SAN FRANCISCO (CBS SF) -- The suspect in the brutal assault that fatally injured an 84-year-old San Francisco resident last week entered a not guilty plea to a homicide charge during a court appearance Wednesday.
It was the first court appearance of 19-year-old Daly City resident Antoine Watson since he was arrested for the assault this past weekend.
Watson entered a not guilty plea to charges of murder and elder abuse causing death during the brief court appearance. As he was escorted out of the courtroom, an older woman later identified as his grandmother shouted, "I love you Antoine!"
When asked outside the courtroom what she wanted to see happen, Watson's grandmother said, "To see him walk out this door like I'm walking out right now."
84-year-old San Francisco resident Vicha Ratanapakdee was the target of the brazen and unprovoked daytime attack last Thursday morning.
Surveillance video from a camera across the street captured the moment of impact.
Ratanapakdee is seen walking in the driveway of a home when the suspect barrels him into the victim violently, knocking him to the ground before the suspect casually walks away in the same direction he came from.
San Francisco police were quickly able to identify Watson as the assault suspect.
According to the San Francisco District Attorney's office, Watson had been observed and contacted by San Francisco Police officers earlier that Thursday morning for traffic infractions resulting in a minor collision. Police officers issued him a citation.
Patrol officers' body camera footage of the encounter led officers to later identify Watson as the suspect in the murder of Ratanapakdee. They also identified a female associate he was with at the time of the assault as 20-year-old Daly City resident Maylasia Goo.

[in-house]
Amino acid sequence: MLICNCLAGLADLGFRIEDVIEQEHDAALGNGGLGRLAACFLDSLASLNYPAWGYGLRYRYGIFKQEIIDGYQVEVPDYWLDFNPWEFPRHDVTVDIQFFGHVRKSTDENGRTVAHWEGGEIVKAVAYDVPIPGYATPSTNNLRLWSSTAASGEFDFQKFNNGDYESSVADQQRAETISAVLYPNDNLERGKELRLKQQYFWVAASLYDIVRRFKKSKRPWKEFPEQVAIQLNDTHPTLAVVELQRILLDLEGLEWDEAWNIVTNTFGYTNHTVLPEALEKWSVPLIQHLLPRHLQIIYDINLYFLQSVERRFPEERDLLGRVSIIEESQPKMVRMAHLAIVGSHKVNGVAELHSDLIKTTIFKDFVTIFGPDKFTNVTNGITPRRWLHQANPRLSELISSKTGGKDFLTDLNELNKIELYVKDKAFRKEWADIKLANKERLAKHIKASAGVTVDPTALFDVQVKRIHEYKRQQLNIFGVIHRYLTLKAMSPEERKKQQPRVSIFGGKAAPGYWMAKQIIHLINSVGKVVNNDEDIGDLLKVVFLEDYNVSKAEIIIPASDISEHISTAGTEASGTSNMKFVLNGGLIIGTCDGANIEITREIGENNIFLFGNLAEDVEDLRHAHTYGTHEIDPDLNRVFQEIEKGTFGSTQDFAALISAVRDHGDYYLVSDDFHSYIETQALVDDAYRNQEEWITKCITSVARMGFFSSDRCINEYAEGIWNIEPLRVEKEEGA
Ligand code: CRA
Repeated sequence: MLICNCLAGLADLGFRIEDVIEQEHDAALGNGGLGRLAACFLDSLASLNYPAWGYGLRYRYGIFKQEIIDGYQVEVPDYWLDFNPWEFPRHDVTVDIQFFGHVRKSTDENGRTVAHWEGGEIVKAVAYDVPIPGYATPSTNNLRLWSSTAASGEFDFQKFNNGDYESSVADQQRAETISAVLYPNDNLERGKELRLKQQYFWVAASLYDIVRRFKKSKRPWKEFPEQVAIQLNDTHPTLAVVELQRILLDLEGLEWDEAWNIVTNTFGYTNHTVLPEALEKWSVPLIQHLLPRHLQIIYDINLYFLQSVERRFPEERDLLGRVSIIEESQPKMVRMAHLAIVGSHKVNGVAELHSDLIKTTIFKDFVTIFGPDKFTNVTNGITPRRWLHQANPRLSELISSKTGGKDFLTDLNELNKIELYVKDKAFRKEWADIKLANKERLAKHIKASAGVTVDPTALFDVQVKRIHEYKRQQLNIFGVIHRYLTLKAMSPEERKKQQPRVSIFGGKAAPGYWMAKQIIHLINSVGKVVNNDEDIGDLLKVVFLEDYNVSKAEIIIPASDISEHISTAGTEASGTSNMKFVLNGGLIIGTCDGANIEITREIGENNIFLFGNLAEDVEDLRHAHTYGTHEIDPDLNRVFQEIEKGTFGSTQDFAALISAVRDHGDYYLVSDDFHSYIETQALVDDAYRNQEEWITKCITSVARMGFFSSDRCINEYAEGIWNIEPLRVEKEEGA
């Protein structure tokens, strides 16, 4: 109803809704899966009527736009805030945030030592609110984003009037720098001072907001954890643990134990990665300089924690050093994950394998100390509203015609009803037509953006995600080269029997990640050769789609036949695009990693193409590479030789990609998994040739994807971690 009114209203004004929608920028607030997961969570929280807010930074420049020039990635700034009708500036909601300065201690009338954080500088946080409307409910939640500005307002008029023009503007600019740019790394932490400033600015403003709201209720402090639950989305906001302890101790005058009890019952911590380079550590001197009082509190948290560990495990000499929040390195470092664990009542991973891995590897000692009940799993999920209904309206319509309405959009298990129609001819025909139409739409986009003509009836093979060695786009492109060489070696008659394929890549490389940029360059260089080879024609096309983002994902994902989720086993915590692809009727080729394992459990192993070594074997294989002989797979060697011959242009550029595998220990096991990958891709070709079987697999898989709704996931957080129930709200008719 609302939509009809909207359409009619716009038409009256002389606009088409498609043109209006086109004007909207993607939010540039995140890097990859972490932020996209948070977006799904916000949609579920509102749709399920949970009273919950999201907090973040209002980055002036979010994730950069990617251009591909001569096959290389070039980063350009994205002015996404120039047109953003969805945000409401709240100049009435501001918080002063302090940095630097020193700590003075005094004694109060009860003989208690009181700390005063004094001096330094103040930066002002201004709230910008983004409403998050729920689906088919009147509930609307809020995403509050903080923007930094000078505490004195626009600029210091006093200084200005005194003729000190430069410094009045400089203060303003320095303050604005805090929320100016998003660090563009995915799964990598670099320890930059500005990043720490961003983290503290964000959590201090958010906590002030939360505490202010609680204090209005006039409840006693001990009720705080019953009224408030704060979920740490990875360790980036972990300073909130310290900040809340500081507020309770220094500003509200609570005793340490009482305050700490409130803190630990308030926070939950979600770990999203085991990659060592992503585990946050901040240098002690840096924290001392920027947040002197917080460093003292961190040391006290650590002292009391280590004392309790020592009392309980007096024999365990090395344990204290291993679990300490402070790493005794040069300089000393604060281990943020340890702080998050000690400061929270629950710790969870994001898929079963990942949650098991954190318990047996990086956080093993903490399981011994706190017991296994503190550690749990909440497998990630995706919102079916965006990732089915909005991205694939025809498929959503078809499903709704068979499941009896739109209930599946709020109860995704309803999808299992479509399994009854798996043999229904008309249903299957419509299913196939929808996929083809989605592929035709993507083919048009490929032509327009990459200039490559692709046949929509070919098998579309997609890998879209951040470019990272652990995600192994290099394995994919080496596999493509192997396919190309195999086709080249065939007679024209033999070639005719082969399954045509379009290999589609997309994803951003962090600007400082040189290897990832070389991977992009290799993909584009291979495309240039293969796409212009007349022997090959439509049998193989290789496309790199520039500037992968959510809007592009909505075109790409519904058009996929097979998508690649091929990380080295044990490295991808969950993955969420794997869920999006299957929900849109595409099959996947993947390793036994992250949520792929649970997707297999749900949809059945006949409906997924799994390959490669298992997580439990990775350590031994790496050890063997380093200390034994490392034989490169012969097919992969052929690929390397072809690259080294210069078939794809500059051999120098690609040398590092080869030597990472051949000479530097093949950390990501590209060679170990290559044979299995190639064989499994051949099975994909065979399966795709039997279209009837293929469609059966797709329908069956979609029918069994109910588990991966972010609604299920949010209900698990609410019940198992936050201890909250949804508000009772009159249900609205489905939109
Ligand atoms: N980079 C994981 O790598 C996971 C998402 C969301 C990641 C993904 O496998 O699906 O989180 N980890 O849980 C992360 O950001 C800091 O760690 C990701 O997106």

Saturday evening at approximately 8:45 p.m., officers served a search warrant on the 500 block of Lisbon Street in Daly City and located Watson and Goo, who were arrested without incident.
Tuesday morning, San Francisco Mayor London Breed, Police Chief Bill Scott and District Attorney Chesa Boudin denounced the recent rise in violent crimes in the city, particularly the fatal assaults on Ratanapakdee and 76-year-old private investigator Jack Palladino.
Breed spoke of the shock she felt seeing the brutal assault of Ratanapakdee on video and offered her sympathies to the family.
"I can't even imagine what his family is going through right now. It was heartbreaking. And the fact that another human being would do that to an elderly senior in our community is one of the most disgusting things I've ever seen," said the mayor.
Breed went on to say that she was appearing with both Chief Scott and District Attorney Boudin to say that violence in San Francisco would not be tolerated and that any perpetrators would "be held accountable to the fullest extent of the law," especially those who targeted children or the elderly.
"Look, I believe in second chances. I believe people are better than the worst things they have done," said Breed. "But when you cross that line, when you commit murder, when you take someone's life like that, we as a city and as a society have to hold you accountable for your actions. And you have to take responsibility for the pain and the suffering you caused."
Breed said that she had the support of both the police department and the District Attorney's office in her stance.
"You will be held accountable by both the police and the District Attorney. There will be consequences. Let's dispel the myth right now that there are no consequences for committing crimes in San Francisco," Breed said.
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